Dubai: A jobless Indian has committed suicide in a cemetery in Dubai, leaving the community stunned and shaken.
Social workers said Arun S.R, 32, may have spent a couple of nights at the old cemetery in Bur Dubai, opposite Dubai Creek, before hanging himself from a tree on April 24. His body was handed over to his family in Peroorkada of Thiruvananthapuram in Kerala on May 30.
Uma Padmanabhan, a Dubai-based social worker, told XPRESS a cleaner in the area noticed the body at the cemetery and informed the police. “The victim had nothing on him except his pyjamas, a pair of slippers and a wristwatch. We are told that a blanket and a pillow were also recovered from the site.”
She said the man had got a new passport on February 13 and had come to Dubai on a visit visa on March 3. “We recovered the passport from the Dubai Courts. His visa had expired and he had no accommodation, food or money with him.” It was not immediately clear why the passport was at Dubai Courts.
Padmanabhan said she helped complete the death formalities with the Indian Consulate after obtaining a notarised authorisation from his family. The Indian Community Welfare Committee (ICWC) gave her an air ticket to fly with the man’s body and hand it over to his family, she added.
Arun’s brother Krishna Kumar told XPRESS from Kerala that the victim was a computer diploma holder and was working with a Dubai bank three years ago but returned home in 2012 when he lost his job. He was looking for a new job when he ended his life.
Kumar said Arun was the eldest of three siblings and was earlier married to an air hostess with an Indian airline. “The couple is separated now. It’s just me, my sister and our mother in the family. Our father is not alive.”
Kumar, who works as an ‘office staff’ with a private firm, said his brother was the main breadwinner of the family.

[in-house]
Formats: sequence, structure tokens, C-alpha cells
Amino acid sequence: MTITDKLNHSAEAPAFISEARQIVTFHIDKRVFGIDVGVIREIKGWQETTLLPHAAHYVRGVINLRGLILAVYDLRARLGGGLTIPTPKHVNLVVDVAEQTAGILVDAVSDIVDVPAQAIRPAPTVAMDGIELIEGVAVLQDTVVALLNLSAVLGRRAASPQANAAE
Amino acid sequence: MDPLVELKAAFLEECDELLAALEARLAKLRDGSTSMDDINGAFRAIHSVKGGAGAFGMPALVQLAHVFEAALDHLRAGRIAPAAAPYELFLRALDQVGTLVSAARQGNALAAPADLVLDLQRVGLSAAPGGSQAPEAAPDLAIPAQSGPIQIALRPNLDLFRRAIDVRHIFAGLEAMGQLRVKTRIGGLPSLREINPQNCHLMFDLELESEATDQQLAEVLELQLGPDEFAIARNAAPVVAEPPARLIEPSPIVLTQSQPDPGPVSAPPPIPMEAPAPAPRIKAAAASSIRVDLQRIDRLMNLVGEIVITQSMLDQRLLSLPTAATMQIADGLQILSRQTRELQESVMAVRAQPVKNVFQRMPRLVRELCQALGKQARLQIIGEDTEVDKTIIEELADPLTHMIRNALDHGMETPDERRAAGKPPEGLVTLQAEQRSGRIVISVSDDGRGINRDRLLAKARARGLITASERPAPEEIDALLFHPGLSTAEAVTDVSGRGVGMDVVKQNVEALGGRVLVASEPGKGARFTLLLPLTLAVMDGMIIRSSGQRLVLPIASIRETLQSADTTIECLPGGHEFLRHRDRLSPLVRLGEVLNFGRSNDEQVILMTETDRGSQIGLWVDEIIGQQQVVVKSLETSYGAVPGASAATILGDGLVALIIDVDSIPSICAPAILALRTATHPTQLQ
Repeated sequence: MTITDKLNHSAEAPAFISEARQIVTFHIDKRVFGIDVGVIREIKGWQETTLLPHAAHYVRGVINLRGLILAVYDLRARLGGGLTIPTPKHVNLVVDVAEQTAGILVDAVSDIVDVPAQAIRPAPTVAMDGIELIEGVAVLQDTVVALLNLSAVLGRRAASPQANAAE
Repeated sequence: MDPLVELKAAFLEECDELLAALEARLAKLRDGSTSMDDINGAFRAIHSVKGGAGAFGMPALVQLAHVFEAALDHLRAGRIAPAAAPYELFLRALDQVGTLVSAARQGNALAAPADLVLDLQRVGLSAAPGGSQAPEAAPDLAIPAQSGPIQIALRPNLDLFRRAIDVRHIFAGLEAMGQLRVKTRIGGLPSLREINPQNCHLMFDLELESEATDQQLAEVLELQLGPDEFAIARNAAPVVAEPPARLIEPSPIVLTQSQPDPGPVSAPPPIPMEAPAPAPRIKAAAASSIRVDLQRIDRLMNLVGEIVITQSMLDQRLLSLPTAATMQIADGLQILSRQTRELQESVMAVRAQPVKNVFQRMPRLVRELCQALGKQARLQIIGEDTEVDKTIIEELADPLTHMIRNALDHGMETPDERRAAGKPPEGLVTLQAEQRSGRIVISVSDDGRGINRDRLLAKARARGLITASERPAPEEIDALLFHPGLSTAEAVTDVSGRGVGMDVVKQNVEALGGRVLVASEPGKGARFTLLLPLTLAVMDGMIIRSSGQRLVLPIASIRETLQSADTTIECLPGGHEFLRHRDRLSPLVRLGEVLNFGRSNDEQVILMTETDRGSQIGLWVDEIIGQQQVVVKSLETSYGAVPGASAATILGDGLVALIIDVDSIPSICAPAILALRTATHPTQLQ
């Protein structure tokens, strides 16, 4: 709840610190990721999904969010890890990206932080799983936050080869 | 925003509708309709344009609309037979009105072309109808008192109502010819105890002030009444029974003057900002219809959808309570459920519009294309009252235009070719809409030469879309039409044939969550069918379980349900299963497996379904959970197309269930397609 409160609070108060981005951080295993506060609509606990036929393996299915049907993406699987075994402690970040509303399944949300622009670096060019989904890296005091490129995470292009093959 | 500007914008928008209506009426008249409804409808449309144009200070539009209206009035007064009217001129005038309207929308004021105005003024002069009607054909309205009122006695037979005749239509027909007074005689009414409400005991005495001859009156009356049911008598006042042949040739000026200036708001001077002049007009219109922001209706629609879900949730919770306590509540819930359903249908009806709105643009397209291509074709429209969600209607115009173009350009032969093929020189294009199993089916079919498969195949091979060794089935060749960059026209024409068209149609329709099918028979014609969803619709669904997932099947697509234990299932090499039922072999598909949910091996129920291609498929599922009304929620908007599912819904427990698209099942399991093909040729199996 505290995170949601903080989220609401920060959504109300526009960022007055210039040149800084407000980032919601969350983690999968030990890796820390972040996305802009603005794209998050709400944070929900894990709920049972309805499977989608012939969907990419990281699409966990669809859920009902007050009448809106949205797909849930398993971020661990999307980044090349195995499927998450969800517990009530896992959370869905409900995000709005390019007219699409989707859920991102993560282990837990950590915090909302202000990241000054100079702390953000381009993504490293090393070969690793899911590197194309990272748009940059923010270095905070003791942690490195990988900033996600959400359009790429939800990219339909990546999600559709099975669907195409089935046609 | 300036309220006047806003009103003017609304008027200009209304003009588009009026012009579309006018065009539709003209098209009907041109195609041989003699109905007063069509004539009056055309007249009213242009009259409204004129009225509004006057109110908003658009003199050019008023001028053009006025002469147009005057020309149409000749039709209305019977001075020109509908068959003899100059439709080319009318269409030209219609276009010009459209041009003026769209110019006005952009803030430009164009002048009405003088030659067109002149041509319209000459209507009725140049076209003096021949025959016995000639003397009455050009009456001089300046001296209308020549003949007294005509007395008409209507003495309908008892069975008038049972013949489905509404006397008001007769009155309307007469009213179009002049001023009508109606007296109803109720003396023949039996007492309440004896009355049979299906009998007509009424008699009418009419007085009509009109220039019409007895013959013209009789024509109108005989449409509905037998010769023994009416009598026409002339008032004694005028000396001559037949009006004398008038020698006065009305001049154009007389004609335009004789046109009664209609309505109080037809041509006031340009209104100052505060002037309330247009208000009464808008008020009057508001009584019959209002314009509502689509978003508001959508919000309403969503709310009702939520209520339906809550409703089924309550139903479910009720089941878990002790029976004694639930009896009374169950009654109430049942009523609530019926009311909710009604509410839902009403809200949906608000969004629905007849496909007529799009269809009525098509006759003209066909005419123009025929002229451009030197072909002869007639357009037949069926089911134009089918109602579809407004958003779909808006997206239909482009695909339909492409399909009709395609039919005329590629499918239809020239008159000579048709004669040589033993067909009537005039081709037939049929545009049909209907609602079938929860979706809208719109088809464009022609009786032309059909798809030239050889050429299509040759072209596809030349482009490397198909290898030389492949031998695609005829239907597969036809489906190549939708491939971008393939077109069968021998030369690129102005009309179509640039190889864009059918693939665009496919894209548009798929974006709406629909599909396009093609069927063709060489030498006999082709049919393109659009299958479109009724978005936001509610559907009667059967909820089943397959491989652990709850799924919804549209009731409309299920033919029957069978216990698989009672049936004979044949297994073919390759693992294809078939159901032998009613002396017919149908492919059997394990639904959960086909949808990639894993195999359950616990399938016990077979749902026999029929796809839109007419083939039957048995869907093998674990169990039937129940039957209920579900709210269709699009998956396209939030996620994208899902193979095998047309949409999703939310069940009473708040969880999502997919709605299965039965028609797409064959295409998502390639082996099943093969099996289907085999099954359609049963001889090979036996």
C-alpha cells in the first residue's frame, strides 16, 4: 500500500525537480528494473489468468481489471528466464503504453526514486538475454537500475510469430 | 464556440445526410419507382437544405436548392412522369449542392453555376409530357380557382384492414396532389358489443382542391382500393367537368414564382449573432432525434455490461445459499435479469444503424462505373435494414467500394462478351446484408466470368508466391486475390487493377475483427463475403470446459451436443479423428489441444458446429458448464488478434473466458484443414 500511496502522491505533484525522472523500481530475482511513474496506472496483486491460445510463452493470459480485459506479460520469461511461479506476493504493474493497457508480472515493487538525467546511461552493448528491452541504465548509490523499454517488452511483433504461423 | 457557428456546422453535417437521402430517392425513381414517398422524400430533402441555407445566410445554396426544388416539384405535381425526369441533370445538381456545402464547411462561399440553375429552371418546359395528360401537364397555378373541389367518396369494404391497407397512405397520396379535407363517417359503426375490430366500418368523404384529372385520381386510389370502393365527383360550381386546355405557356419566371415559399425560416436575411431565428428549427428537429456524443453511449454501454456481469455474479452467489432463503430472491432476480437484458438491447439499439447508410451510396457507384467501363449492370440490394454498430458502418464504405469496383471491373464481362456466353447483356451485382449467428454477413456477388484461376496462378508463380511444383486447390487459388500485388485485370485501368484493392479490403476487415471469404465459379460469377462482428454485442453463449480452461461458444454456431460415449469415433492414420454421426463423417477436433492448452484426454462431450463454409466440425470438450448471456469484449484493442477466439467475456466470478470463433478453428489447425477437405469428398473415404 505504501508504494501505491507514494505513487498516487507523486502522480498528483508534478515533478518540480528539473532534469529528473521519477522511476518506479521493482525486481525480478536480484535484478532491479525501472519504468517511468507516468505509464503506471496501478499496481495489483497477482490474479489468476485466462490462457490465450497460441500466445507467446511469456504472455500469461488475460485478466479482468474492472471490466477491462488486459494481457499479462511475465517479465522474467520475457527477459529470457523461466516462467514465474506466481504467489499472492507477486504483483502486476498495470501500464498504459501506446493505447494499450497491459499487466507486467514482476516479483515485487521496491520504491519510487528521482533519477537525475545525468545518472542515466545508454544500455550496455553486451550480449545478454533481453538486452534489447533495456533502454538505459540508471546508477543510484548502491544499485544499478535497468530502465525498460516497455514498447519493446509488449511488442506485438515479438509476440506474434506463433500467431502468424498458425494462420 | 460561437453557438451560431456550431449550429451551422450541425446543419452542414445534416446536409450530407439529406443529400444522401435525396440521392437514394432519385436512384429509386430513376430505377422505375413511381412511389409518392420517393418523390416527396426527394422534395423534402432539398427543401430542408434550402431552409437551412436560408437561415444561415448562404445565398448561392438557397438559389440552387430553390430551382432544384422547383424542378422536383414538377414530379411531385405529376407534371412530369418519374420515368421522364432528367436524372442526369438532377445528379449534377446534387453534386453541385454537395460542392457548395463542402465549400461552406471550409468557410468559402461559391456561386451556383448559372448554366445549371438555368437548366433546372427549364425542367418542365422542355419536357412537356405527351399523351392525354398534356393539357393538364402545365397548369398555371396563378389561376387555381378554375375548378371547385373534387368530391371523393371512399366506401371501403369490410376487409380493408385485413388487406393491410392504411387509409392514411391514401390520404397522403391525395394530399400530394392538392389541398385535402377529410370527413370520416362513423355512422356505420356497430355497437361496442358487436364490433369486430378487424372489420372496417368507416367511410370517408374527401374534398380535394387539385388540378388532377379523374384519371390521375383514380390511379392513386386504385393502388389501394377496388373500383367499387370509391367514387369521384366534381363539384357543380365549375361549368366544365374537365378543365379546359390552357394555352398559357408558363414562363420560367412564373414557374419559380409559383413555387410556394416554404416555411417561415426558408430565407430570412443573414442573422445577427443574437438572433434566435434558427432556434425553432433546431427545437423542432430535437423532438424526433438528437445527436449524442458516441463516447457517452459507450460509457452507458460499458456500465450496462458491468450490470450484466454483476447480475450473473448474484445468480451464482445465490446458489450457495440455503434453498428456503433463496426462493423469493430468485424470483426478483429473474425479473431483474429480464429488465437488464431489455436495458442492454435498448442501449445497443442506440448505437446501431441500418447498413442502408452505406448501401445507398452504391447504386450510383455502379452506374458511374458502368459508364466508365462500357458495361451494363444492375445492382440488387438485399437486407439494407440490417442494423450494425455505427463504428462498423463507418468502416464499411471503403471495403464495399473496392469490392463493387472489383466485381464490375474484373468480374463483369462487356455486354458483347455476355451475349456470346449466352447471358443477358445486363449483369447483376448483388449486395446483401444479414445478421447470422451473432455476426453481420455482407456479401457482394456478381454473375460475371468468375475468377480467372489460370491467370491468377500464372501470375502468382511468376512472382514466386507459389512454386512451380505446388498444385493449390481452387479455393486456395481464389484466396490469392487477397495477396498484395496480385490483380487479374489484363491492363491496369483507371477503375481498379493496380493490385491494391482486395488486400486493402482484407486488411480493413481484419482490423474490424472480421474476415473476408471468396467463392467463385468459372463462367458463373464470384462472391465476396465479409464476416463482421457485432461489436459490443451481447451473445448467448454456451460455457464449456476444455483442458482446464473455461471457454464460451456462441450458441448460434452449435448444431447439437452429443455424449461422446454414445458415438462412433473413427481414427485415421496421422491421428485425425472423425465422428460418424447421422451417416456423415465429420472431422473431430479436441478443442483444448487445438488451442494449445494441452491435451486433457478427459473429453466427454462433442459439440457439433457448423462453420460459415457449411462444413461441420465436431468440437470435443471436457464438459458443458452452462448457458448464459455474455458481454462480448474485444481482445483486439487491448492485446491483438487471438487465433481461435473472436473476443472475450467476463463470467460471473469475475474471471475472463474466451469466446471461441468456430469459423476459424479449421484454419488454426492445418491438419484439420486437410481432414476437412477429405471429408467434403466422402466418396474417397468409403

“My sister is still studying and we are all in shock. We cannot believe he could do something like this. He was a good man with a good personality,” he said.
Padmanabhan said the last Arun spoke to his family was on April 14, the Hindu New Year Day, when he told his mother that he would return to Kerala only after he had found a job. But that was not to be.
“The family is not well off and the mother is appealing for any help she can get,” she added.
The news of Arun’s death has shocked the expat community in the UAE which is yet to come to terms with the fact that he chose a cemetery and end his life.
Social workers are flummoxed as to how the man entered the cemetery which is located next to the British Embassy. “He must have slipped in during the night, otherwise he would have easily been spotted,” said Padmanabhan.
C.P. Mathew, founder of the NGO Valley of Love, said: “It has been many years since the public cemetery shifted to Sonapur. Few know about this place, so it is surprising how he went there.”
From a ps ychologist’s point of view, any suicide in a cemetery is considered a reflection of an extreme sense of despair. Dr Rory McCarthy, Clinical Psychologist, said: “I would not like to comment on this case because I do not know the circumstances, but generally speaking, a man in a black hole can go to any extent. When the mood is dark and desperate, he is drawn to morbid places and situations. He believes he doesn’t deserve to be happy.
“A suicide in a cemetery could mean the person did not have any desire to be saved.”
Mathew said: “We come across many cases of depression and desperation. But suicide is not the answer.”
According to a 2011 Dubai Police report, over 70 per cent of the suicides were committed by Indians. In 2012, 72 Indians committed suicide in Dubai and the northern emirates.
The Indian Consulate did not respond to queries by XPRESS despite several reminders.